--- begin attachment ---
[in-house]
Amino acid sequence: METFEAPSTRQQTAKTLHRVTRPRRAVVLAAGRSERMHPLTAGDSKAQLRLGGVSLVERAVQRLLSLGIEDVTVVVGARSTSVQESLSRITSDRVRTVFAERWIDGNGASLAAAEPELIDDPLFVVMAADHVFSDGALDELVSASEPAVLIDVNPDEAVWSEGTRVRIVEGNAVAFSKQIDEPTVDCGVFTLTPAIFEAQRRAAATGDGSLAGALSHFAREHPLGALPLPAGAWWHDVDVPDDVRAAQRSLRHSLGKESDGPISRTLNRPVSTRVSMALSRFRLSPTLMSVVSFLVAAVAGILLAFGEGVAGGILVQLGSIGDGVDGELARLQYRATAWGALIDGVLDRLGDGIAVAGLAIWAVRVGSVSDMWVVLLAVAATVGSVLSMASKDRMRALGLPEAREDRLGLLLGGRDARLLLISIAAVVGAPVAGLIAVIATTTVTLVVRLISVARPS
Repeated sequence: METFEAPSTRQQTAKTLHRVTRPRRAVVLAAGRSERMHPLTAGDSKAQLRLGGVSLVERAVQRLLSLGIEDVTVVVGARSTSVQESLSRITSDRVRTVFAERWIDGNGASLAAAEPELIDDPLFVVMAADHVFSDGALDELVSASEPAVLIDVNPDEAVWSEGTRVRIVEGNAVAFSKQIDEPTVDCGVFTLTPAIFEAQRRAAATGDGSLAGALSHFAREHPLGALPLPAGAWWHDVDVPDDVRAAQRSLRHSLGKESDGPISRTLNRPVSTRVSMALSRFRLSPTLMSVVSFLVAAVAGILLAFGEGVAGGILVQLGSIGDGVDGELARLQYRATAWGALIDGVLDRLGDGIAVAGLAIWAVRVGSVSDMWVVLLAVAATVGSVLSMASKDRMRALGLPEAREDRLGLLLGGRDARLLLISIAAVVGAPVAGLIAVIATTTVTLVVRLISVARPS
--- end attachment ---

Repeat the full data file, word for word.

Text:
[in-house]
Amino acid sequence: METFEAPSTRQQTAKTLHRVTRPRRAVVLAAGRSERMHPLTAGDSKAQLRLGGVSLVERAVQRLLSLGIEDVTVVVGARSTSVQESLSRITSDRVRTVFAERWIDGNGASLAAAEPELIDDPLFVVMAADHVFSDGALDELVSASEPAVLIDVNPDEAVWSEGTRVRIVEGNAVAFSKQIDEPTVDCGVFTLTPAIFEAQRRAAATGDGSLAGALSHFAREHPLGALPLPAGAWWHDVDVPDDVRAAQRSLRHSLGKESDGPISRTLNRPVSTRVSMALSRFRLSPTLMSVVSFLVAAVAGILLAFGEGVAGGILVQLGSIGDGVDGELARLQYRATAWGALIDGVLDRLGDGIAVAGLAIWAVRVGSVSDMWVVLLAVAATVGSVLSMASKDRMRALGLPEAREDRLGLLLGGRDARLLLISIAAVVGAPVAGLIAVIATTTVTLVVRLISVARPS
Repeated sequence: METFEAPSTRQQTAKTLHRVTRPRRAVVLAAGRSERMHPLTAGDSKAQLRLGGVSLVERAVQRLLSLGIEDVTVVVGARSTSVQESLSRITSDRVRTVFAERWIDGNGASLAAAEPELIDDPLFVVMAADHVFSDGALDELVSASEPAVLIDVNPDEAVWSEGTRVRIVEGNAVAFSKQIDEPTVDCGVFTLTPAIFEAQRRAAATGDGSLAGALSHFAREHPLGALPLPAGAWWHDVDVPDDVRAAQRSLRHSLGKESDGPISRTLNRPVSTRVSMALSRFRLSPTLMSVVSFLVAAVAGILLAFGEGVAGGILVQLGSIGDGVDGELARLQYRATAWGALIDGVLDRLGDGIAVAGLAIWAVRVGSVSDMWVVLLAVAATVGSVLSMASKDRMRALGLPEAREDRLGLLLGGRDARLLLISIAAVVGAPVAGLIAVIATTTVTLVVRLISVARPS